Raven, the character, is a metaphor for Freud’s hierarchy. Malleus as a metaphor is fully realized in the third book. My big sister smells funny. That’s not related to the book in anyway, just needed to be pointed out.

    Plus I want to brag that I got 124 ounces of M&Ms for Christmas and tonight my mother-in-law brought me another 50 ounces. Which is good, cause I was running low.

    • TBM says:

      You may be the first person I’ve met that has compared A Tale of Two Cities to Fifty Shades 🙂

      Thanks so much for sharing your thought process about the writing. I really enjoyed learning about it and I wish you the best of luck with the book. And I admire that you are already foreshadowing for the fourth book. Wow! You are organized! How many books do you have planned for the series?

      Does your sister follow your blog tour? And yeah for more M&Ms. You can never have too much.

      • Casey Bramble says:

        Windows is a five part series. The next is Windows: The Ivory Tower.

        I’m not so sure about organized, but I know what’s gonna happen in the books. They’re all planned out with regards to relationships and plot. Just have to put finger to keyboard and tie up a few loose ends. I’ve gone over the last scene of the series so many times it’ll likely be a let down to finally write it.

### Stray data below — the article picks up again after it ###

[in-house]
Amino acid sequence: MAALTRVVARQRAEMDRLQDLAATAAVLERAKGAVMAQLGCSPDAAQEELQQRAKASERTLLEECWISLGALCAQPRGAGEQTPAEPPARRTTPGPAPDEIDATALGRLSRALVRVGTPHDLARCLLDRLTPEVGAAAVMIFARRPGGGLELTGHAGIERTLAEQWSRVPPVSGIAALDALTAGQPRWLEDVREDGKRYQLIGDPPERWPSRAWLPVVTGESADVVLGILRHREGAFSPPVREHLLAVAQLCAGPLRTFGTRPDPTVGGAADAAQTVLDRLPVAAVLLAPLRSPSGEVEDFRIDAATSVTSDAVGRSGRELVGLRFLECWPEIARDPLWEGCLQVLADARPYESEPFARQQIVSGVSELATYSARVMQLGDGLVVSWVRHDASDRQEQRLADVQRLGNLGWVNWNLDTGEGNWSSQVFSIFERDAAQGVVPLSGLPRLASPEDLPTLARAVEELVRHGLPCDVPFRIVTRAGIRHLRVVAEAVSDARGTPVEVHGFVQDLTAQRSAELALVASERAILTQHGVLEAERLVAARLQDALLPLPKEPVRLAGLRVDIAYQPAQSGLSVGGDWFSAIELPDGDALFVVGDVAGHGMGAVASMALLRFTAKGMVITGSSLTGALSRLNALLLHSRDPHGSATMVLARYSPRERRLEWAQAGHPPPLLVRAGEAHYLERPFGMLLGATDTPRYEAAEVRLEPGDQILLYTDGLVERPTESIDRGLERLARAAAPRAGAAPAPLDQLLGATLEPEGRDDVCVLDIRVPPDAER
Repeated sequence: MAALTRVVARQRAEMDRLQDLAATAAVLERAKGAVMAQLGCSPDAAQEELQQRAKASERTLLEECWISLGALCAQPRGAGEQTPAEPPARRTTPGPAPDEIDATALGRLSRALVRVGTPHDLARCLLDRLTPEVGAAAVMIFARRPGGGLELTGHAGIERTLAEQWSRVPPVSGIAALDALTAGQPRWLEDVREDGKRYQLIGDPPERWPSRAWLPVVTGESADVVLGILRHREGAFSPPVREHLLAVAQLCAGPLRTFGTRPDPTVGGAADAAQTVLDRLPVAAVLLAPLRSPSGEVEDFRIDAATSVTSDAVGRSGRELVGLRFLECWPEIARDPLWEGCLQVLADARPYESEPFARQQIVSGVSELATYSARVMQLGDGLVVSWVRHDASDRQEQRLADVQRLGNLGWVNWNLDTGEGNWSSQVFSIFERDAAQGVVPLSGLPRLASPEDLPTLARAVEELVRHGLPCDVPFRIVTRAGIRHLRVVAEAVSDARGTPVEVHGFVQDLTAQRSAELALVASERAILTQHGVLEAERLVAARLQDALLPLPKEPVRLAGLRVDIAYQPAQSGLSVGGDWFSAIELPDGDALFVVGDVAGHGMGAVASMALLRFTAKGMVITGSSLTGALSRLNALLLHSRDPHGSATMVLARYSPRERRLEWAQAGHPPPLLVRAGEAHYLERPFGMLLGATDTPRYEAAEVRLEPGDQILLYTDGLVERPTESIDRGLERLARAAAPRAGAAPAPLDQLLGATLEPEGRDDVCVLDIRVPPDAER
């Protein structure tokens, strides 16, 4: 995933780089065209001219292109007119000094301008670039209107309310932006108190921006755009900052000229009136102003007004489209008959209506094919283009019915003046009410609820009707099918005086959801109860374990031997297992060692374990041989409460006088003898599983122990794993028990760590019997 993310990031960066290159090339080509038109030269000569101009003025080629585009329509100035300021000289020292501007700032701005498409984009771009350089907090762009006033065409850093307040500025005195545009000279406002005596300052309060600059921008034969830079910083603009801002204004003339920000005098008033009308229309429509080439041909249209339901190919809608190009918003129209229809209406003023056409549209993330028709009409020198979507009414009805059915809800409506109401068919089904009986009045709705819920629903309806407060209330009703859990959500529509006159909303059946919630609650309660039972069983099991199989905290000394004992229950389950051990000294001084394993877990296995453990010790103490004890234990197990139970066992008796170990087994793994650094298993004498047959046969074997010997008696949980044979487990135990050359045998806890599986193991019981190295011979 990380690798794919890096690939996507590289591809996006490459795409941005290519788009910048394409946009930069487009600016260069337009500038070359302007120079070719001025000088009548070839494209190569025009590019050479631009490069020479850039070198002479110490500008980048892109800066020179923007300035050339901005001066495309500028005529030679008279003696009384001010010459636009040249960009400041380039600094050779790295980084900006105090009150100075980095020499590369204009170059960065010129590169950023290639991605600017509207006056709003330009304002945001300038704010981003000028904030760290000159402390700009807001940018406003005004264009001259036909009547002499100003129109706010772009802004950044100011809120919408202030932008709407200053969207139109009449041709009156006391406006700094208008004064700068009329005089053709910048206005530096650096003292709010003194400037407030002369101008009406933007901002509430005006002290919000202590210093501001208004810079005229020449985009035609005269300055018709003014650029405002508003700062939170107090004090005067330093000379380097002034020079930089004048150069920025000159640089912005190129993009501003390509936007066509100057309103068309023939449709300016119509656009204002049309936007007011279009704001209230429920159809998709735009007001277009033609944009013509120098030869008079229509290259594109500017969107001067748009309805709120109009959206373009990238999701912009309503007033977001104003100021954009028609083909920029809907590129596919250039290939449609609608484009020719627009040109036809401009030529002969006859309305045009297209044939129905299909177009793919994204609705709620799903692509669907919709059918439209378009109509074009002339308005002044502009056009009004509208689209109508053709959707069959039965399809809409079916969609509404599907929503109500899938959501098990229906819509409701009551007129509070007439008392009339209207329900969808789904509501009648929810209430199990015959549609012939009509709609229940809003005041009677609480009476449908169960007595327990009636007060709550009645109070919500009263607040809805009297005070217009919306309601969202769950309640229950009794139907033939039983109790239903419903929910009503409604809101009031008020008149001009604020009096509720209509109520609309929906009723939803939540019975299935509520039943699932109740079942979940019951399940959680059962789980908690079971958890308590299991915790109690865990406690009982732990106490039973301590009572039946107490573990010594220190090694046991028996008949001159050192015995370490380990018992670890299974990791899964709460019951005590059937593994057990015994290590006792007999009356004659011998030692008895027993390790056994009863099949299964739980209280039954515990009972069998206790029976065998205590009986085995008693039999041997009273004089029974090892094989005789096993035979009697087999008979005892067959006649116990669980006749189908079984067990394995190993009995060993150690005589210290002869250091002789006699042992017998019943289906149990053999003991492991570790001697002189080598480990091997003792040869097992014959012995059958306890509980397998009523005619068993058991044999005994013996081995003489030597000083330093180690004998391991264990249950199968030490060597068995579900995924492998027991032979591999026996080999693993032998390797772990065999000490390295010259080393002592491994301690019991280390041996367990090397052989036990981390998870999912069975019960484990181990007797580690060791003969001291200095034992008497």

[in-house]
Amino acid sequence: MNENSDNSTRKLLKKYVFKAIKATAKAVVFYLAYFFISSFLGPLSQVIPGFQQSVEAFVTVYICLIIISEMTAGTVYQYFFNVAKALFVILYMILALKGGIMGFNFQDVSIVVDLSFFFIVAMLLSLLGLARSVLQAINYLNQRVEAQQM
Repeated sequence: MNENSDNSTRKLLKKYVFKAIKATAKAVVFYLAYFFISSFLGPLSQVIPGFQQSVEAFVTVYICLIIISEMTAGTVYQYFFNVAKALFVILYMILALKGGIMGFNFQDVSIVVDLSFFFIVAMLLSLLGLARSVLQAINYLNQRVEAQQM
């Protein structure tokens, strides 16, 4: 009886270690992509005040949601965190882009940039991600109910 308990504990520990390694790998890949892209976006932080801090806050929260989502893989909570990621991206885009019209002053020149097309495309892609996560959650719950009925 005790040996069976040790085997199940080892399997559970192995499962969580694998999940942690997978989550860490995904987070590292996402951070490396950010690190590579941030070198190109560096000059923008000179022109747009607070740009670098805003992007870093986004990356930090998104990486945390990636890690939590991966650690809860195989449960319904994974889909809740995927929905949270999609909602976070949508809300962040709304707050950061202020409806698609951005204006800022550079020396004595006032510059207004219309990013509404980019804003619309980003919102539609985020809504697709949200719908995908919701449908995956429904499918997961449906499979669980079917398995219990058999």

There’s no doubt in my mind she’s following this, and plans to do bad things in retaliation when we get to hang out again.

      • TBM says:

        Five parts. I better get going on part one so I don’t get too far behind!

        And good luck dealing with your sister 😉 Revenge can be sweet and never ending.

  8. Dana Kinzer says:

    That’s also how I started mine; from the end. As I was writing though, I recognized that the end was actually the lead in to the second book in the series.

  9. I love it when writer’s write the last chapter first. I would love to try that sometime. Thanks for the introduction to Casey’s book!

    • TBM says:

      I can’t remember the author’s name right now, but I heard one say that he didn’t plot out his novels but he always knew the last line of the novel before he started.